First, there are two terms for 'soaking a piece of meat in liquid' and they are often used interchangeably and/or in error:
- Marinate: A surface treatment of meat in which the meat becomes coated with a flavorful liquid called a marinade (the sauce is the 'marinade', the soaking is 'to marinate', though marinade is often used as the verb).
- Brine: A deep penetrating treatment of meat in which meat is submerged in a saline (salt) solution
(related topics would include rubs and glazes)
Chemically these are two very different actions but colloquially they are often confused. The maximum effect of a marinade can be achieved in a matter of hours and is strictly a 'surface treatment'. A brine is always salt based and takes anywhere from hours to days to reach maximum effect. The first description you provide is actually for a brine, as evidenced by the salt content and duration of the soak. The 'different style' you present is an actual marinade. For a more in depth discussion of this see:
The Secrets And Myths Of Marinades, Brinerades, And How Gashing Can Make Them Work Better
Recipes for either are varied and wide ranging, and I will reemphasize, commonly mislabeled (I'm not trying to be a grammar nazi here, but any discussion of the 'theory' requires a proper distinction)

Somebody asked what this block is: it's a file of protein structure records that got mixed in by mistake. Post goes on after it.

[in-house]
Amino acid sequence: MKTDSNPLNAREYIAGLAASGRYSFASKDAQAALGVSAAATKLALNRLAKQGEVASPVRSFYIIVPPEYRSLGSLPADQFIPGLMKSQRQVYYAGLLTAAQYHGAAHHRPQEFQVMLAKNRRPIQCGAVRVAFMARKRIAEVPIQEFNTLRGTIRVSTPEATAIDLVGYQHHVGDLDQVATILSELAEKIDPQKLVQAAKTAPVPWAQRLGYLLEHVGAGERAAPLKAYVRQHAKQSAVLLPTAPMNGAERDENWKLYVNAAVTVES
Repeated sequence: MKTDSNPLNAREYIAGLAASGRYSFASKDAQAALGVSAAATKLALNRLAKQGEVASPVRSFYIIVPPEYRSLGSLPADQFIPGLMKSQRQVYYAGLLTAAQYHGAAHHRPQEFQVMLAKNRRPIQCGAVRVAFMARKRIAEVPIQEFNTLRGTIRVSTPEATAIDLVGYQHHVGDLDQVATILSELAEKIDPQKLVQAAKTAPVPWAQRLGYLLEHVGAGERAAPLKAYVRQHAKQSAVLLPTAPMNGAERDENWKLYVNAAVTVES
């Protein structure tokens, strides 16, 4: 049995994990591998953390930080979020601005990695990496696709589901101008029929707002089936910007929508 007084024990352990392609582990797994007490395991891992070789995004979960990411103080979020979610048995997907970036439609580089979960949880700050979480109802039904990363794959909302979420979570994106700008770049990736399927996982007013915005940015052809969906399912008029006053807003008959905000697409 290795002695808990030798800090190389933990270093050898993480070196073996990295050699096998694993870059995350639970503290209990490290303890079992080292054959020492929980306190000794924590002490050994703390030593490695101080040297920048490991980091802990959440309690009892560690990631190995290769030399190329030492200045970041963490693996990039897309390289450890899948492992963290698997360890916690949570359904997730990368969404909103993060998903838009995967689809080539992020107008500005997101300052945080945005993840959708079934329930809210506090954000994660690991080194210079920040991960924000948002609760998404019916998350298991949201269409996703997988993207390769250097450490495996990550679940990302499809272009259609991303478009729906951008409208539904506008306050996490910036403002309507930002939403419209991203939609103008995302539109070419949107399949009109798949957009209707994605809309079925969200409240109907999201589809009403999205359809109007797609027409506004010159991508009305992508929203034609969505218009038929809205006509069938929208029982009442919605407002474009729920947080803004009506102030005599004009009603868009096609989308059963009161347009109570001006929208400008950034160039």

As for that 'theory'...there are many opinions on this subject and I'll try to remain agnostic for this answer. Marinades usually breakdown into three components: fat, acid, and spice/seasoning the exact ratio is the subject of great debate but a good starting point is 3:1 fat-to-acid and season 'to taste'. Your fats can be one or more (melted butter and olive oil is a personal fave) as can the acids vinegar, buttermilk, citrus juice, beer, wine... (for marinades alcohol serves as an acid). Beyond that season as you please. Chili powder, red pepper, paprika to get a 'spicy' marinade. Rosemary, dill, garlic, provide rich flavors. So too sugars(white/brown/honey/molasses) will add depth to the flavors and will caramelize and enhance the maillard effect.
As for pork, in particular, using apple juice (or hard cider) as the acid is nice start, honey (or other sweets) are a good compliment. I personally like clove as a spice for pork tenderloin.
From here, let your imagination and your palate be your guide. Here are a few useful links to look a little deeper if you please:
Beyond this...Google is your friend.